|What do you tell the bigwigs?|
When the execs want to know how the site is performing
I've got to develop a weekly website report for my company's executives.
The key here is to keep it simple and to give them numbers, so they can see at a 1-page glance how our site is performing traffic and sales-wise.
What is the main need-to-know stuff for a VP and a president? What are the best traffic, sales, marketing, affiliates, conversion stats, etc., to give?
Sales and Profit...period.
That's all they should be concerned with.
I agree completely...
ROI is also important.
The details of what to include in a one-page executive report should be driven by the stated goals of the website.
If it is an eCommerce site, then obviously you need to include direct revenues and expenses.
Does the site generate leads for phone or personal follow-up? Include the number.
Count or summary of direct customer interactions (via email or contact form).
Almost every website has "establish (or increase) the company's online presence" or something else that is equally vague. So for this you should include monthly visitor counts and page impressions.
Percentage of uptime.
Again, the bottom line is that somewhere there should be some documentation about the website is supposed to accomplish. Your monthly report should provide metrics to indicate whether or not it is meeting those goals.
Why not ask them what they WANT to know? They may not know what kind of stats and information are even available to them.
Traffic, conversion, sales (as in $) and orders (as in #). AOV if they are interested and costs if you have any.
|Does the site generate leads for phone or personal follow-up? Include the number. |
That is important but it's not really the developer's job. That's more a function of the sales/marketing managers. They, with your cooperation, need to develop a way to track phone leads.
Well... I'm a big fan of:
Unique Users (Calendar Month)
Identifies your growth pattern.
- A gentle upward slope month to month means that you're growing.
- Stable isn't as good.
- Stats that bounce up and down could mean that your traffic building efforts need some attention (the website should have a solid foundation so that it can weather the algo tweaks, etc.)
- downward numbers may give you a two week head start to diagnose and fix something before it becomes worse.
Search Engine Referrals
Track monthly SE referrals by percentage and hard numbers.
- Percentages: Compare the percentage of traffic each Search Engine is sending you against known industry averages, with consideration of your audience demographic. Thus, if Yahoo owns around 14-17% of the search market, but they're only sending you 9% of your total traffic, this report helps you to identify any shortcomings in your search engine marketing strategy.
- Hard numbers: Additionally, this report will allow you to track the number of visitors being referred to you month to month. While the percentages may not change all that much, these numbers should follow an upward slope. Growth. Focus on growth.
There is so much traffic out there, even for the most niche product you can think of. I'm consistently surprised by how much there's still left to bite off.
Keyword phrase ranking
I'm not a fan of this one, simply because people search a million and one ways more than a simple three word keyword phrase. Still, this report can be a rough barometer of how much love the search engines are sending you. Execs have an easy time wrapping their heads around this one, fortunately (or unfortunately).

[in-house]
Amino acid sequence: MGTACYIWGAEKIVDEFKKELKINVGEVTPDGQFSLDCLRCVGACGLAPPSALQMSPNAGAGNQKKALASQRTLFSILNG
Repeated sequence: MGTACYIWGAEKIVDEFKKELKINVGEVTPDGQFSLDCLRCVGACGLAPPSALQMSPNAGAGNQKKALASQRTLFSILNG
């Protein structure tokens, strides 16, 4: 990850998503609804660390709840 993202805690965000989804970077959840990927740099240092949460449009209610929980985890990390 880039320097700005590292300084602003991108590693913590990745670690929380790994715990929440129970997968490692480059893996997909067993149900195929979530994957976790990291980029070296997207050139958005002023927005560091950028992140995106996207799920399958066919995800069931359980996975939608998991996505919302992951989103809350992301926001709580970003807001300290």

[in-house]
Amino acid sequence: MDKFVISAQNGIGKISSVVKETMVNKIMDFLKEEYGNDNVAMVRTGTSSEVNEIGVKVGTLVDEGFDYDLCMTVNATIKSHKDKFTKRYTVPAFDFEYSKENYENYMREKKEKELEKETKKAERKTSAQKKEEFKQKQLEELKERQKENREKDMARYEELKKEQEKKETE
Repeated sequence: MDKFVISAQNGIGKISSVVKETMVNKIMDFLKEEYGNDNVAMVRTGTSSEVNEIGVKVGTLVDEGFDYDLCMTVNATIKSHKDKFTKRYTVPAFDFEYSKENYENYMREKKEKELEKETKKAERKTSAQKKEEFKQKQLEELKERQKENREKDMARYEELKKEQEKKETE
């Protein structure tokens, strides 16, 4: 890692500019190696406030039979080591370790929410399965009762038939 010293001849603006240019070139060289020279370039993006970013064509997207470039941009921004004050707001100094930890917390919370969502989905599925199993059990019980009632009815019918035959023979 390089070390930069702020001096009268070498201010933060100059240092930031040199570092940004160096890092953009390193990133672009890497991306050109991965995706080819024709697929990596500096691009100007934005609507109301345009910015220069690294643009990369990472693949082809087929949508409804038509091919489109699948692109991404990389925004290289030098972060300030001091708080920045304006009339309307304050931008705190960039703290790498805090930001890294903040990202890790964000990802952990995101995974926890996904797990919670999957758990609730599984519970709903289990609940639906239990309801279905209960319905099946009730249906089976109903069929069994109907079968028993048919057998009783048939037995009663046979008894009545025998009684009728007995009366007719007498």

This whole report isn't a developer task (automating the report might be). It is under the domain of the website administrator, who may or may not also be a developer.
|That is important but it's not really the developer's job. |
If the website submits lead information to a database, or the website is involved in routing the contact requests, then the number of leads it delivers is a performance metric of the website. And if generating sales leads is an important function of antsaint's website, then the count should be on the report.
As pleeker said, if they haven't told you what they want, then you should ask. My earlier post was directed to the possibility that they already have said what they want on the report by means of stating what they want the website to do.
Sweet, thanks all. The asking is defo going to be part of the process. I work with our director of marketing, so I'm brainstorming a bunch of different ideas for us and for the execs, but yes, asking the execs what they want is on the list.
|They, with your cooperation, need to develop a way to track phone leads. |
We have an e-commerce site, but we're primarily sales rep driven. Customers and reps both are using the site more and more, so the above's a good idea. I'd like to see how the site may be generating more phone leads, and how those are converting so the site and sales floor can work better - and more lucratively! - together.
We also want to ramp up our affiliate program, so I'm wondering about the place of affiliate-specific numbers in the report too. Some ideas:
- Number of affiliates
- Number added
- Number removed
- Affiliate sales as % of total sales
- Dollar amount of affiliate sales
- Payout in commissions
- Total revenue minus commissions
I'm also thinking of adding an area that includes a comment and an improvement we made on the site based on that comment. We get a lot of feedback from customers, and one of my responsibilities (this is a new position for me) is interacting more with our sales reps to explore other areas where we can grow the site. It demonstrates how we're listening to our customers, and it's also a chance to kick some kudos to employees.